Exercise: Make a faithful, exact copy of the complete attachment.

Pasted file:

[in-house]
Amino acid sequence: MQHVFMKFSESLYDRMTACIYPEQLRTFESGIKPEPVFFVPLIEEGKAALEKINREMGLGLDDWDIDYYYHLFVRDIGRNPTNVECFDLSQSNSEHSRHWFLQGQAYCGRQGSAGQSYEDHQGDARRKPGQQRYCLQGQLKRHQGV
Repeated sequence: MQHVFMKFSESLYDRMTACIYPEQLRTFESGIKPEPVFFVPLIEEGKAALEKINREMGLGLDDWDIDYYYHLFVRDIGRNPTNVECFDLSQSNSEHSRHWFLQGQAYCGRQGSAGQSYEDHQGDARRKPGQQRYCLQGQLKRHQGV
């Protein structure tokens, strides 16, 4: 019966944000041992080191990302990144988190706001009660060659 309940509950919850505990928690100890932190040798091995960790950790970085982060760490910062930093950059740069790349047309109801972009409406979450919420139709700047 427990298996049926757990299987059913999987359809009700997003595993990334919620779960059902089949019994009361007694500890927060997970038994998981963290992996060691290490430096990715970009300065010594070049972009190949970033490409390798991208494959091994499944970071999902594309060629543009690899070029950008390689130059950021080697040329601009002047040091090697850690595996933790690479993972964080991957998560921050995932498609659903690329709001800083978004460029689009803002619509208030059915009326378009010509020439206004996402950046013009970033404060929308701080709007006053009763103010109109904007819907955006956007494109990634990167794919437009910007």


[in-house]
Amino acid sequence: MQHVFMKFSESLYDRMTACIYPEQLRTFESGIKPEPVFFVPLIEEGKAALEKINREMGLGLDDWDIDYYYHLFVRDIGRNPTNVECFDLSQSNSEHSRHWFLQGQAYCGRQGSAGQSYEDHQGDARRKPGQQRYCLQGQLKRHQGV
Repeated sequence: MQHVFMKFSESLYDRMTACIYPEQLRTFESGIKPEPVFFVPLIEEGKAALEKINREMGLGLDDWDIDYYYHLFVRDIGRNPTNVECFDLSQSNSEHSRHWFLQGQAYCGRQGSAGQSYEDHQGDARRKPGQQRYCLQGQLKRHQGV
């Protein structure tokens, strides 16, 4: 019966944000041992080191990302990144988190706001009660060659 309940509950919850505990928690100890932190040798091995960790950790970085982060760490910062930093950059740069790349047309109801972009409406979450919420139709700047 427990298996049926757990299987059913999987359809009700997003595993990334919620779960059902089949019994009361007694500890927060997970038994998981963290992996060691290490430096990715970009300065010594070049972009190949970033490409390798991208494959091994499944970071999902594309060629543009690899070029950008390689130059950021080697040329601009002047040091090697850690595996933790690479993972964080991957998560921050995932498609659903690329709001800083978004460029689009803002619509208030059915009326378009010509020439206004996402950046013009970033404060929308701080709007006053009763103010109109904007819907955006956007494109990634990167794919437009910007």